TECHFAST draws crowd

September 10, 1999|By KERRY LYNN FRALEY

Washington, Allegany and Garrett counties have a good base of high-tech companies and are poised for more, the president of the High Technology Council of Maryland said Friday morning during the first Western Maryland TECHFAST: The Breakfast of Technology Champions event.

Close to 200 people were at the Ramada Inn Convention Center in Hagerstown for the TECHFAST event, part of a series of technology-focused breakfast meetings being held in different parts of Maryland.

"We've been trying to get to Western Maryland for some time," said Brasington, whose group co-sponsors the TECHFAST series with the TechGazette.

Brasington said she sees Western Maryland as "a sleeping giant," prime for both technology companies expanding from the Baltimore-Washington, D.C., corridor and new companies.


Admittedly, the area doesn't have a reputation for high-tech industry, Brasington said in an interview before the breakfast event.

Part of the problem is that a lot of the area's high-tech companies are not "immediately recognizable" as technology companies, she said, citing Hagerstown-based Phoenix Color Corp. and National Jet Co. in Allegany County as two examples.

"There's an incredible amount of technology going on under the surface," Brasington said.

Executives from Phoenix Color and National Jet participated in a panel discussion focusing on what their companies do and how the area's work force fits their needs.

The name National Jet Co. leads many people to think the company, founded in 1937, has something to do with airplanes, said Chief Executive Officer Sam Griffith.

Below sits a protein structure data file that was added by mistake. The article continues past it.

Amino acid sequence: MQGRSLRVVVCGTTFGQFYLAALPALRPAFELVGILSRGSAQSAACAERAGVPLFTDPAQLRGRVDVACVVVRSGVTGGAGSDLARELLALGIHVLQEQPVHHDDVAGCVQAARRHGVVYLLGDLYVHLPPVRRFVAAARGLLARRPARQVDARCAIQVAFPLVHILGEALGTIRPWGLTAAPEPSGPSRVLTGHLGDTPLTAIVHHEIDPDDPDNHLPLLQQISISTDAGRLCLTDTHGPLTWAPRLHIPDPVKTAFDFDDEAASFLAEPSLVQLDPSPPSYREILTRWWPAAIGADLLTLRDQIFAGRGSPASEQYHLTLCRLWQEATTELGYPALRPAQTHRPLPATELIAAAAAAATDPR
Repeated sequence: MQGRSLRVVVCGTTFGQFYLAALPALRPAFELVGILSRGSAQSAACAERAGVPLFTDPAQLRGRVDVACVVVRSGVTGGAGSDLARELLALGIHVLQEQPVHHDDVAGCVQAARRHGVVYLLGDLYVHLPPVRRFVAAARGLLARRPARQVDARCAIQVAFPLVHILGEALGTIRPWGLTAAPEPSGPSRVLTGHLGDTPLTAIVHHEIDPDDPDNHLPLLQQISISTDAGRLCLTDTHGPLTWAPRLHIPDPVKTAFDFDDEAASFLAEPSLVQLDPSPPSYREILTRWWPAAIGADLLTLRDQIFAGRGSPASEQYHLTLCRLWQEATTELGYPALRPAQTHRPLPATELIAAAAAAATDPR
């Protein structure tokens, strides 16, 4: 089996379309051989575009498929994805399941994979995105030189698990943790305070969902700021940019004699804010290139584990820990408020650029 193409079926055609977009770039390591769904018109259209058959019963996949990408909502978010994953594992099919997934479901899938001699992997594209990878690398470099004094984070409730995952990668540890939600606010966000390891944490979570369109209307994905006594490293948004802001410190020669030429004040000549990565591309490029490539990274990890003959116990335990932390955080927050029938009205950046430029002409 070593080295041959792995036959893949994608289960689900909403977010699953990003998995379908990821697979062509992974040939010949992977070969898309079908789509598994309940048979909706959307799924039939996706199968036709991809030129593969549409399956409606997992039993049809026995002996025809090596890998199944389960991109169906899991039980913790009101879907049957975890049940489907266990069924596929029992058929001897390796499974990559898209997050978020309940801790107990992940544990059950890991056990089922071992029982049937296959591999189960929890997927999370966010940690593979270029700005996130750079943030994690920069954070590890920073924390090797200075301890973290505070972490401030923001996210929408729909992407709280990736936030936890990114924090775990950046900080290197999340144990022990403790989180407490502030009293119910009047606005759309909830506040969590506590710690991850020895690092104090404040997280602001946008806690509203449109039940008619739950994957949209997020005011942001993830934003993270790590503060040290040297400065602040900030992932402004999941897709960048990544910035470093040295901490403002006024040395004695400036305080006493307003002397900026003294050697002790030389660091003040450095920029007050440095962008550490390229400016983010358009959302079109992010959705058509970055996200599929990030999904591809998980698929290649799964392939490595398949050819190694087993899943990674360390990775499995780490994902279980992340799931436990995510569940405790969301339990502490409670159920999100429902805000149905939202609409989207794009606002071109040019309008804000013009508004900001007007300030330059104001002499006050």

Actually, the LaVale, Md., company manufactures precise equipment capable of making holes as tiny as 5/10,000ths of an inch in diameter, Griffith said.

It has been known internationally as the company that could drill a hole in a human hair, he said.

Phoenix Color Corp. employs technology in all areas of the book components and manufacturing business, said Ed Lieberman, executive vice president and chief financial officer.

All of the company's eight plants are connected through T-1 lines so they can send electronic files back and forth, Lieberman said.

Thanks to technology, there's a much faster turnaround time for orders, he said.

For example, a customer can send a design for a book cover over the Internet. The high-end prepress process sends the information to the printing plate without it having to be put on film first. More electronically advanced presses print much faster than they used to.

The third panelist, Garrett Community College President Stephen J. Herman, talked about the disadvantage rural areas have had in access to telecommunications advances.

The college created an experimental system to offer local Internet access to area businesses and homes, Herman said.

The wildly popular system, which later spun off into a sort of Internet coop, is now used by at least 90 businesses, he said.

Economic development successes from the venture include a local snail farmer who struggled for years and now is supplying 5-star restaurants around the country, Herman said.

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